In January of 2011 my high school was completely wrapped up in preparing for our annual school play. Practices were in full swing, and if you walked through our hallways after school you could hear the different pieces coming together from behind closed classroom doors. One dark winter afternoon, as I waited for my friend to finish up practice so that we could go home, I sat myself down in the gym to watch danceIn my school, the girls who get into dance are always the cutest, “coolest.” practice. In my school, the girls who get into dance are always the cutest, “coolest” girls in school. And so, as I watched them repeat the moves that the Dance Heads were trying to drill into their very existence, my eyes wandered to one particular girl. To this day she is one of the sweetest, nicest, best people I know. She is also cute and bubbly and pretty and extremely likable. As I watched, those seeds of frustration and doubt in every teenage girl’s mind cropped up in mine. I so badly wanted to be like her. And, as I sat there wishing I could look like someone I was not, I realized there was something significantly wrong about the situation. From pre-school age, we are told over and over again that we are special, that we are princesses. Yet, so many girls, especially teenagers, continuously struggle with feelings of inadequacy and ugliness. How can that be?

I am not a passive person by nature. That night, I came home and was determined to try and change things. I e-mailed my friend, Rebecca Berlin, and asked her if she was interested in embarking on this mission with me. She e-mailed back moments later with an enthusiastic “yes!” We quickly got to work and began brainstorming names for our new project. And so, in March of last year, Rebecca and I launched I.M, or I.M. a One and Only. We were both tired of the voices in our heads saying that we weren’t good enough. Those voices are never satisfied- to them, we will never be good enough. Together, we were determined to change the way that girls tend to view themselves. We were going to go against the voice of society and hopefully make a change.

We live in a world where perfection has become the new standard. One teacher of mine used to always comment that we were walking around with calculators that had higher technology than what NASA used to first send man to the moon. People buy new cars, new phones, and newWe live in a world where perfection has become the new standard. computers as they come out with improvements because good isn’t good enough. And, while people aren’t appliances, this is still the mentality of our generation. Gloss and falsehood is preferable to good and truth. We are not as good as the next best thing. Teenagers, with minds and perspectives still forming, are even more susceptible to this poison.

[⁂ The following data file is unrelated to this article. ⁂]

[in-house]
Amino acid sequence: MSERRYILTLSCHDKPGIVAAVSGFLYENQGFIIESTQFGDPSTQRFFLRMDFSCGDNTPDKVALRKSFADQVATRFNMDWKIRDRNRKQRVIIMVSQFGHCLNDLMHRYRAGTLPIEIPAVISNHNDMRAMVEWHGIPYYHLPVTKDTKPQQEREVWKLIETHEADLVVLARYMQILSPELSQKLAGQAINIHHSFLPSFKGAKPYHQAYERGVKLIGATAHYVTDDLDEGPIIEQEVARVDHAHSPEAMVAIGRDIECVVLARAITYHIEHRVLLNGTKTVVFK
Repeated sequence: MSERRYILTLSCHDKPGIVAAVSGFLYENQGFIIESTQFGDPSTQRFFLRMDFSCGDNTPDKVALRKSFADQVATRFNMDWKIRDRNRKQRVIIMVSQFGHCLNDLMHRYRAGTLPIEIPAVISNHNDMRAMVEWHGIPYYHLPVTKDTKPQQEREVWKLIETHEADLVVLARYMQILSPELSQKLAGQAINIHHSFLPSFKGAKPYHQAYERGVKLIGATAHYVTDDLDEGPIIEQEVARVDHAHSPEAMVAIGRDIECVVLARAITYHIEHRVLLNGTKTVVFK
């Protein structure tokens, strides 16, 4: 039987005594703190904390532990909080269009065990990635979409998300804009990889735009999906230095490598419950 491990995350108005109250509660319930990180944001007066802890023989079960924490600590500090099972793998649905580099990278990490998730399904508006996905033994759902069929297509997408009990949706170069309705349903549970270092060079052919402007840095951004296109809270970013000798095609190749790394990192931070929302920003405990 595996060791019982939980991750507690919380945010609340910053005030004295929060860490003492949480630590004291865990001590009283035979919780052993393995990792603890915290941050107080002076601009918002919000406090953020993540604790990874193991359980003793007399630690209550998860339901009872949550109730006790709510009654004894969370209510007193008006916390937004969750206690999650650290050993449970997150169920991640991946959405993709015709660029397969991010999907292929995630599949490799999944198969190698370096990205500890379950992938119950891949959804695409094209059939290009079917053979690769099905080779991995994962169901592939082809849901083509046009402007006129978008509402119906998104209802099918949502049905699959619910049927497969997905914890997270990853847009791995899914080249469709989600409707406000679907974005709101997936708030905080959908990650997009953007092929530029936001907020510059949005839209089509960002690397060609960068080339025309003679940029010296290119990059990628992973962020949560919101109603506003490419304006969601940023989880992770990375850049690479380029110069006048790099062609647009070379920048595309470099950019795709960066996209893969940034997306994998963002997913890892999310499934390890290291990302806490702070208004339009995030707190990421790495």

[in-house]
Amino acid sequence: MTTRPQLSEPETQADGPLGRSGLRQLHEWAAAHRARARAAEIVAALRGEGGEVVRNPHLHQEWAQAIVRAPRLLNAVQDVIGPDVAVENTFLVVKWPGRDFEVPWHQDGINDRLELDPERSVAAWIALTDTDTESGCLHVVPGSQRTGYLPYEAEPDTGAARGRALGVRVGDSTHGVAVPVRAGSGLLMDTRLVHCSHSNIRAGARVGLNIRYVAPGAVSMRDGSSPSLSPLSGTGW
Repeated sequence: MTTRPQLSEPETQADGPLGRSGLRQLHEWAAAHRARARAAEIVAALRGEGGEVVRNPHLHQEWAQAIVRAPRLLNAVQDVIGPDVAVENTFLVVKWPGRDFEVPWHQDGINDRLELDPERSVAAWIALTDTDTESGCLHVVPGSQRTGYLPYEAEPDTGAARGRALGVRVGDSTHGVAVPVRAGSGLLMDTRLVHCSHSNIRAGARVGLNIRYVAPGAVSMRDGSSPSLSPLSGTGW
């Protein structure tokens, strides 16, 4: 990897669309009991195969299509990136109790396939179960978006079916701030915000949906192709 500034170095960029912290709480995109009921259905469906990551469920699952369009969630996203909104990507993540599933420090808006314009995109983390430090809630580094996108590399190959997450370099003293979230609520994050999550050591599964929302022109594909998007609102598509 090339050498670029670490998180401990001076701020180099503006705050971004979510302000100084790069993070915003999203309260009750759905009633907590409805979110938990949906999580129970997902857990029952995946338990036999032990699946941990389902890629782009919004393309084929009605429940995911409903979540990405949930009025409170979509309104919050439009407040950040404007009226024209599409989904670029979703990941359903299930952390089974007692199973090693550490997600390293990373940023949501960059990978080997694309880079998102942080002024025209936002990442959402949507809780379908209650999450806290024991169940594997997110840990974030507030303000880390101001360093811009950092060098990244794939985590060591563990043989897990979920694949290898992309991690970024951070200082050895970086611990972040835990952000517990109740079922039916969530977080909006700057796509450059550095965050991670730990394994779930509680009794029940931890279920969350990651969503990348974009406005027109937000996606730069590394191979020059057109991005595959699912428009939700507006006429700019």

At I.M., our aim is to create a movement- a movement of girls who not only know but feel that they are daughters of Hashem. An army of girls who are armed and ready to take on the world because they are prepared with the understanding that they are capable of doing so. No goal is too big, no mountain is too high, no dream is too irrational. At the same time, we are determined to offer our peers support- the kind of the support that is only possible for someone who feels the same to give. We want to provide a space where Baila, coming home from school after aNo goal is too big, no mountain is too high, no dream is too irrational. long day of bullying herself nonstop can gain comfort from Malka, who is struggling with perfectionism and that fact that she will never be good enough. And the truth of the matter is that this is a plague that afflicts everyone, women, men, girls and boys. This is an illness that has the ability to cripple the seemingly most confident, happiest, most successful person you know. Feelings of inadequacy are expertly hidden behind smiles and laughter. A person driven to succeed is often most driven by fears of failure that haunt her every move. And no matter how successful she becomes, a single word can send her back to cowering from monsters that only she is able to see.

We are the am hanivchar- G‑d’s chosen nation- but when we face the external world of billboards and magazines, and often times our own cruel thoughts, we forget this all important tie. We are a holy nation composed of holy people. It is essential to our existence that we know this. Our leader Moses, the most humble man of all time, wrote that statement about himself. It is important to know our attributes so we can accurately assess our flaws and climb our own personal ladders of growth. We want to start a movement. We want to change the world. Nevertheless, a single person is equivalent to a world and so if one girl goes to sleep tonight thinking to herself, “I am a one and only,” well, then we’ve succeeded.